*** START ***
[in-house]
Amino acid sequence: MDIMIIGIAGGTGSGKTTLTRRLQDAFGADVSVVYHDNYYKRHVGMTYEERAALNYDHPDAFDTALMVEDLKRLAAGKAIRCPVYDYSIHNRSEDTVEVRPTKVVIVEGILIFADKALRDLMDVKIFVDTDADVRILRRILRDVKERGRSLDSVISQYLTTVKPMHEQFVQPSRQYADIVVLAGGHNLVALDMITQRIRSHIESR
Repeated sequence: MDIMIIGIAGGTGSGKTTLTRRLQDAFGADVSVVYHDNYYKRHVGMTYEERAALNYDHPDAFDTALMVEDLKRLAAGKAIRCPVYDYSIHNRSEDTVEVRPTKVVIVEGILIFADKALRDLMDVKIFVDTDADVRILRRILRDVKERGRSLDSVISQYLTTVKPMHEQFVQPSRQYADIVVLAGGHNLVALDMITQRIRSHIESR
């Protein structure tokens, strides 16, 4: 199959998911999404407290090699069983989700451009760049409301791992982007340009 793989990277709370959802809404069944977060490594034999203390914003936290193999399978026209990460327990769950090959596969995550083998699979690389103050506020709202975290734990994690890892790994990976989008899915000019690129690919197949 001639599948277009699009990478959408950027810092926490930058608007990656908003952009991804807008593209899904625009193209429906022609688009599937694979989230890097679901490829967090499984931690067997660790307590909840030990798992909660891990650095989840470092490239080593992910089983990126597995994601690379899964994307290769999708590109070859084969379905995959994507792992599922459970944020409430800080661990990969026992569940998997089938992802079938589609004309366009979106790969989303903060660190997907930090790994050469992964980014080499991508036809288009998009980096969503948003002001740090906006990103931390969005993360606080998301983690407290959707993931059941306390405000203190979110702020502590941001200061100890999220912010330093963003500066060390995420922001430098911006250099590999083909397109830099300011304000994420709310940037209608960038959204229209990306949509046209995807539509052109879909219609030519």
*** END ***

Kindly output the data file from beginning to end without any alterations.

[in-house]
Amino acid sequence: MDIMIIGIAGGTGSGKTTLTRRLQDAFGADVSVVYHDNYYKRHVGMTYEERAALNYDHPDAFDTALMVEDLKRLAAGKAIRCPVYDYSIHNRSEDTVEVRPTKVVIVEGILIFADKALRDLMDVKIFVDTDADVRILRRILRDVKERGRSLDSVISQYLTTVKPMHEQFVQPSRQYADIVVLAGGHNLVALDMITQRIRSHIESR
Repeated sequence: MDIMIIGIAGGTGSGKTTLTRRLQDAFGADVSVVYHDNYYKRHVGMTYEERAALNYDHPDAFDTALMVEDLKRLAAGKAIRCPVYDYSIHNRSEDTVEVRPTKVVIVEGILIFADKALRDLMDVKIFVDTDADVRILRRILRDVKERGRSLDSVISQYLTTVKPMHEQFVQPSRQYADIVVLAGGHNLVALDMITQRIRSHIESR
């Protein structure tokens, strides 16, 4: 199959998911999404407290090699069983989700451009760049409301791992982007340009 793989990277709370959802809404069944977060490594034999203390914003936290193999399978026209990460327990769950090959596969995550083998699979690389103050506020709202975290734990994690890892790994990976989008899915000019690129690919197949 001639599948277009699009990478959408950027810092926490930058608007990656908003952009991804807008593209899904625009193209429906022609688009599937694979989230890097679901490829967090499984931690067997660790307590909840030990798992909660891990650095989840470092490239080593992910089983990126597995994601690379899964994307290769999708590109070859084969379905995959994507792992599922459970944020409430800080661990990969026992569940998997089938992802079938589609004309366009979106790969989303903060660190997907930090790994050469992964980014080499991508036809288009998009980096969503948003002001740090906006990103931390969005993360606080998301983690407290959707993931059941306390405000203190979110702020502590941001200061100890999220912010330093963003500066060390995420922001430098911006250099590999083909397109830099300011304000994420709310940037209608960038959204229209990306949509046209995807539509052109879909219609030519």